Oxfam focuses on gender justice
The others are: economic justice, essential services, and rights in crisis. focusses
There are many, often complex, reasons why women are not reaching their full potential, and domestic violence, discrimination, and lack of education are among the biggest barriers.
But with education comes literacy, and with literacy comes confidence and the chance to earn more money, to become self-sufficient – and to speak out against violence.
Long-held and deeply entrenched prejudices may well take time to break down, but Oxfam has become committed to supporting women in claiming their rights, and making decisions that affect their lives.
One example of how it does this is Oxfam’s ‘We Can’ campaign, which has been making violence against women a public concern.
Oxfam has been working on undoing the shame and stigma attached to talking about violence against women and triggering a desire among ordinary people to change social attitudes that support such violence and other gender inequality.
Launched in late 2004, with the goal of ‘reducing the social acceptance of violence against women’, the campaign started off in six South Asian countries – Afghanistan, Bangladesh, India, Nepal, Pakistan and Sri Lanka – but it has since spread to Indonesia, the Netherlands and British Colombia in Canada.
The campaign focuses on domestic violence, which in South Asia comprises a wide range of forms of abuse, from preferential feeding of male children to honour killing.
And the message is:
• That violence is never acceptable
• That violence against women is a public, not a private matter
• That everyone has the right to a life free from violence
• That small actions can bring about big changes
• That each one of us can find our own actions to end violence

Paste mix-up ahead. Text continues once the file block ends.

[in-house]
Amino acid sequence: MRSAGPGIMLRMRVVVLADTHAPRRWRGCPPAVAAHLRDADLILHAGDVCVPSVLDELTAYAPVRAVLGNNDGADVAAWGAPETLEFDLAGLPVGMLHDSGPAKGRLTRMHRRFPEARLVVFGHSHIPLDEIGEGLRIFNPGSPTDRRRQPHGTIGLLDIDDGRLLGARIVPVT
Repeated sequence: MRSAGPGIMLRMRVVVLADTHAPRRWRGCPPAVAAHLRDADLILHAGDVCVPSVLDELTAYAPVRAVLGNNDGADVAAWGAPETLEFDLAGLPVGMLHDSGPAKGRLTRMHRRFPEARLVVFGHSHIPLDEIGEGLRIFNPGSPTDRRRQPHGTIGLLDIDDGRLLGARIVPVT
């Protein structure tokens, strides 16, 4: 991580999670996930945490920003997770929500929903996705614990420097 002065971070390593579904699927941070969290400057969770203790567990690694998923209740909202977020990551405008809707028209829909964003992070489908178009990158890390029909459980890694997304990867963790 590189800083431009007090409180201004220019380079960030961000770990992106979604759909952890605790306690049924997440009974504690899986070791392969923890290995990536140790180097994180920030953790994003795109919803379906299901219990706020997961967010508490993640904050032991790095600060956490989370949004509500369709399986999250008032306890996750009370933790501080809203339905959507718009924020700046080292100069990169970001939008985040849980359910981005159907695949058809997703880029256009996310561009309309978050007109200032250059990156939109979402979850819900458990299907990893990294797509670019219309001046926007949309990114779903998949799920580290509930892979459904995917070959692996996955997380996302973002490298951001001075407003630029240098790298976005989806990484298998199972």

The ‘We Can’ campaign has been built on the idea that people change – and that people change people.
It works on the premise that when enough people embark upon a change they can influence and transform the institutions, communities, and societies of which they are a part.
And working through ‘Change Makers’ - ordinary women and men who commit to rejecting violence against women, changing themselves, and reaching out to influence ten other people around them – the Campaign has already reached out to tens of millions of people across South Asia.
It does not prescribe actions, it offers people an idea: that violence against women is not normal, it is not acceptable and it must end.
For women and men trapped in cycles of violence, this can be a transformative idea.
At another level, Oxfam also publishes a journal called Gender & Development, which is the only journal published to focus specifically on international gender and development issues, and to explore the connections between gender and development initiatives, and feminist perspectives.
Gender & Development has, in partnership with the UK Gender and Development Network (GADN), been running a major Learning Project on Beyond Gender Mainstreaming.
GM is the process of assessing every proposed policy or action from a gender viewpoint, in order to to understand how women and men may be differently affectedly it.
The Learning Project aimed to chart the different ways in which GM has been attempted, identify the barriers and challenges it faces, and celebrate its successes.
The project has three components: the Eldis Online Discussion in November 2011; a Beyond Gender Mainstreaming Learning Workshop, held in February 2012 and a special Beyond Gender Mainstreaming issue of the journal bringing together the many different strands of the project.
This special issue will be published in November 2012.
Gender & Development is a print and electronic journal, available by subscription.